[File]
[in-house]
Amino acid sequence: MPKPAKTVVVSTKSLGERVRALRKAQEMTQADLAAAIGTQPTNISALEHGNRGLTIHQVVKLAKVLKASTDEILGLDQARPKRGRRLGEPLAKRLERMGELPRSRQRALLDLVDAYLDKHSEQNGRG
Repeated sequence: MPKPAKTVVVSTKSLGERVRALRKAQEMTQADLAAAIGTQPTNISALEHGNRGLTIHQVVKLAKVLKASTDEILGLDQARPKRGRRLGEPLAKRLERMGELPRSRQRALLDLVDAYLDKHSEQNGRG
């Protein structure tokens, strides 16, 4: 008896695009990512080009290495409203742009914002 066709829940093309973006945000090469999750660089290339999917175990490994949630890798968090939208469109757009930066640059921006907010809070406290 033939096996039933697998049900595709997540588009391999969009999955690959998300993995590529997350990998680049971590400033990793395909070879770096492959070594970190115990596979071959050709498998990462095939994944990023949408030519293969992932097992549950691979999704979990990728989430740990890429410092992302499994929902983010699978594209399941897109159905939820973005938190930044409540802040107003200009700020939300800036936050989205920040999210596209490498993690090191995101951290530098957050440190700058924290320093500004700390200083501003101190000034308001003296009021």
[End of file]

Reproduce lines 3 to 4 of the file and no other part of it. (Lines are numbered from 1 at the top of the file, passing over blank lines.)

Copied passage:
Repeated sequence: MPKPAKTVVVSTKSLGERVRALRKAQEMTQADLAAAIGTQPTNISALEHGNRGLTIHQVVKLAKVLKASTDEILGLDQARPKRGRRLGEPLAKRLERMGELPRSRQRALLDLVDAYLDKHSEQNGRG
């Protein structure tokens, strides 16, 4: 008896695009990512080009290495409203742009914002 066709829940093309973006945000090469999750660089290339999917175990490994949630890798968090939208469109757009930066640059921006907010809070406290 033939096996039933697998049900595709997540588009391999969009999955690959998300993995590529997350990998680049971590400033990793395909070879770096492959070594970190115990596979071959050709498998990462095939994944990023949408030519293969992932097992549950691979999704979990990728989430740990890429410092992302499994929902983010699978594209399941897109159905939820973005938190930044409540802040107003200009700020939300800036936050989205920040999210596209490498993690090191995101951290530098957050440190700058924290320093500004700390200083501003101190000034308001003296009021």